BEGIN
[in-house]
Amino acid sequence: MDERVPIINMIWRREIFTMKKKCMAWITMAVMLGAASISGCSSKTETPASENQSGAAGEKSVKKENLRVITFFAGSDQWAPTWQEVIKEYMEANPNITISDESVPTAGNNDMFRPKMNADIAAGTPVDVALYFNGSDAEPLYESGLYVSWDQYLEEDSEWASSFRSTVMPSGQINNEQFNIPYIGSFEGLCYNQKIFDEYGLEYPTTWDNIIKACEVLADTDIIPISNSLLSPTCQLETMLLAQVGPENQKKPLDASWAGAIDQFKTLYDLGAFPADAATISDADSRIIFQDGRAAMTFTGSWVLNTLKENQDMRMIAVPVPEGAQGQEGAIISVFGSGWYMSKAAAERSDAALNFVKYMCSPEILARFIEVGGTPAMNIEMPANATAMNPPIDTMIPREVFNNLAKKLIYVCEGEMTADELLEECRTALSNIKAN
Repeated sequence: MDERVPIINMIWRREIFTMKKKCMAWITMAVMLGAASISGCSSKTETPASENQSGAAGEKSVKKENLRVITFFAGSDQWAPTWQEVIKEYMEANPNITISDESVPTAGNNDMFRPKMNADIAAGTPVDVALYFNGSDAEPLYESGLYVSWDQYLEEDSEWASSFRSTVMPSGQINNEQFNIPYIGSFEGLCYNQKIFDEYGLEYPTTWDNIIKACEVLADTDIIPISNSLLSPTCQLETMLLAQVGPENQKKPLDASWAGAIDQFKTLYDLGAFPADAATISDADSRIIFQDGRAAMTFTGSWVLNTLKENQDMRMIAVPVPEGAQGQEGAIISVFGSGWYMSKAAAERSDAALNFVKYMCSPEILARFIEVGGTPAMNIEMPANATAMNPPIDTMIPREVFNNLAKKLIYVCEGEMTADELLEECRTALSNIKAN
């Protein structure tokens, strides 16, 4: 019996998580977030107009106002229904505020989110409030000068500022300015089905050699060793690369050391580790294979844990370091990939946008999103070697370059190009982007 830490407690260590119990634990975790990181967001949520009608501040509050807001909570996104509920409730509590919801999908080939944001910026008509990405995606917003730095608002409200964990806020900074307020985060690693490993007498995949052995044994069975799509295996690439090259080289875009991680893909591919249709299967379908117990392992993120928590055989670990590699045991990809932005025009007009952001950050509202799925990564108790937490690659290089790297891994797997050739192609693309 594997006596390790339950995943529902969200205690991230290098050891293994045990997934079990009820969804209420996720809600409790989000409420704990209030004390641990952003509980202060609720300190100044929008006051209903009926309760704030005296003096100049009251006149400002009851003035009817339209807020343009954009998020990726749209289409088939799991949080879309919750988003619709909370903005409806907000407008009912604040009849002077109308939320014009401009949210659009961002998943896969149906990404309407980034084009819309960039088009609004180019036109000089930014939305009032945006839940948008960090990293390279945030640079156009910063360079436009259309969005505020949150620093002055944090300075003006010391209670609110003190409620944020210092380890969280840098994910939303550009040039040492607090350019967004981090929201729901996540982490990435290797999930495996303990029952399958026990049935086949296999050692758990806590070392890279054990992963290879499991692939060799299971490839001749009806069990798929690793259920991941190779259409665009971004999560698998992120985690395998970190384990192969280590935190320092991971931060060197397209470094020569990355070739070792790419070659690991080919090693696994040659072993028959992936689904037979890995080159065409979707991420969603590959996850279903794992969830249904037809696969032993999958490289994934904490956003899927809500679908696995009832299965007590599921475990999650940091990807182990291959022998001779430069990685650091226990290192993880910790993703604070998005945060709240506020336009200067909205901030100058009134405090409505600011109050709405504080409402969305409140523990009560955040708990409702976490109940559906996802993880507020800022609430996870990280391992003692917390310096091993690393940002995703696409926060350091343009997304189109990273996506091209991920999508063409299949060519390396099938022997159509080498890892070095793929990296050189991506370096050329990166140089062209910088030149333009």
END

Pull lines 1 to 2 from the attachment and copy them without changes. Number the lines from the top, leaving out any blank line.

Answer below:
[in-house]
Amino acid sequence: MDERVPIINMIWRREIFTMKKKCMAWITMAVMLGAASISGCSSKTETPASENQSGAAGEKSVKKENLRVITFFAGSDQWAPTWQEVIKEYMEANPNITISDESVPTAGNNDMFRPKMNADIAAGTPVDVALYFNGSDAEPLYESGLYVSWDQYLEEDSEWASSFRSTVMPSGQINNEQFNIPYIGSFEGLCYNQKIFDEYGLEYPTTWDNIIKACEVLADTDIIPISNSLLSPTCQLETMLLAQVGPENQKKPLDASWAGAIDQFKTLYDLGAFPADAATISDADSRIIFQDGRAAMTFTGSWVLNTLKENQDMRMIAVPVPEGAQGQEGAIISVFGSGWYMSKAAAERSDAALNFVKYMCSPEILARFIEVGGTPAMNIEMPANATAMNPPIDTMIPREVFNNLAKKLIYVCEGEMTADELLEECRTALSNIKAN